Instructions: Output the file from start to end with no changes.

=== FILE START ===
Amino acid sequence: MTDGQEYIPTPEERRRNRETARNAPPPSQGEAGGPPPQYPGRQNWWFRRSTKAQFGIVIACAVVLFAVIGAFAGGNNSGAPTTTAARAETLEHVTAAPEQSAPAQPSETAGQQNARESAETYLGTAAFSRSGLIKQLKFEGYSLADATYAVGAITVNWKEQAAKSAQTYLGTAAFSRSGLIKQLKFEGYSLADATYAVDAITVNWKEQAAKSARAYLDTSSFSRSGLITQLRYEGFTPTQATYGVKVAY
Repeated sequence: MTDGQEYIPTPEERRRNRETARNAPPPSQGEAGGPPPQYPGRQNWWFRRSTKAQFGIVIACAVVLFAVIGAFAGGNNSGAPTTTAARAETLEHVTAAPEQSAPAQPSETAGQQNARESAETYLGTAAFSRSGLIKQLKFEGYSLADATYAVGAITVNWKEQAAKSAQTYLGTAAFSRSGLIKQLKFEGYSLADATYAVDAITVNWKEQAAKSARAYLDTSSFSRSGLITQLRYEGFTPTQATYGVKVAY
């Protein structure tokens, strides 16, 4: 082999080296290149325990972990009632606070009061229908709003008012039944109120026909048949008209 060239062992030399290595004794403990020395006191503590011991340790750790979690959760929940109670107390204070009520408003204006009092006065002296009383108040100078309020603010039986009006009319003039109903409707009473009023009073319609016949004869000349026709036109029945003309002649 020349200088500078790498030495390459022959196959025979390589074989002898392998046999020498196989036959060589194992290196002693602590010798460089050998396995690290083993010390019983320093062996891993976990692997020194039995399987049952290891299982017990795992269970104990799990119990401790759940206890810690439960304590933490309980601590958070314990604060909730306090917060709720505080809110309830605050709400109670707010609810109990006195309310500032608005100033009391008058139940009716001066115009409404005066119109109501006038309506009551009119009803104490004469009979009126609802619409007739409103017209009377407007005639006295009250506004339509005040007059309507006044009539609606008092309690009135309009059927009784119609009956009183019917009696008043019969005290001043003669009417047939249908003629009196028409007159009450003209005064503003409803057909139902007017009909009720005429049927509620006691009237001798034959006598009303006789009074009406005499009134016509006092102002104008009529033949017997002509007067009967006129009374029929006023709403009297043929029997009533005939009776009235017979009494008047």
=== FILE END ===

Amino acid sequence: MTDGQEYIPTPEERRRNRETARNAPPPSQGEAGGPPPQYPGRQNWWFRRSTKAQFGIVIACAVVLFAVIGAFAGGNNSGAPTTTAARAETLEHVTAAPEQSAPAQPSETAGQQNARESAETYLGTAAFSRSGLIKQLKFEGYSLADATYAVGAITVNWKEQAAKSAQTYLGTAAFSRSGLIKQLKFEGYSLADATYAVDAITVNWKEQAAKSARAYLDTSSFSRSGLITQLRYEGFTPTQATYGVKVAY
Repeated sequence: MTDGQEYIPTPEERRRNRETARNAPPPSQGEAGGPPPQYPGRQNWWFRRSTKAQFGIVIACAVVLFAVIGAFAGGNNSGAPTTTAARAETLEHVTAAPEQSAPAQPSETAGQQNARESAETYLGTAAFSRSGLIKQLKFEGYSLADATYAVGAITVNWKEQAAKSAQTYLGTAAFSRSGLIKQLKFEGYSLADATYAVDAITVNWKEQAAKSARAYLDTSSFSRSGLITQLRYEGFTPTQATYGVKVAY
């Protein structure tokens, strides 16, 4: 082999080296290149325990972990009632606070009061229908709003008012039944109120026909048949008209 060239062992030399290595004794403990020395006191503590011991340790750790979690959760929940109670107390204070009520408003204006009092006065002296009383108040100078309020603010039986009006009319003039109903409707009473009023009073319609016949004869000349026709036109029945003309002649 020349200088500078790498030495390459022959196959025979390589074989002898392998046999020498196989036959060589194992290196002693602590010798460089050998396995690290083993010390019983320093062996891993976990692997020194039995399987049952290891299982017990795992269970104990799990119990401790759940206890810690439960304590933490309980601590958070314990604060909730306090917060709720505080809110309830605050709400109670707010609810109990006195309310500032608005100033009391008058139940009716001066115009409404005066119109109501006038309506009551009119009803104490004469009979009126609802619409007739409103017209009377407007005639006295009250506004339509005040007059309507006044009539609606008092309690009135309009059927009784119609009956009183019917009696008043019969005290001043003669009417047939249908003629009196028409007159009450003209005064503003409803057909139902007017009909009720005429049927509620006691009237001798034959006598009303006789009074009406005499009134016509006092102002104008009529033949017997002509007067009967006129009374029929006023709403009297043929029997009533005939009776009235017979009494008047």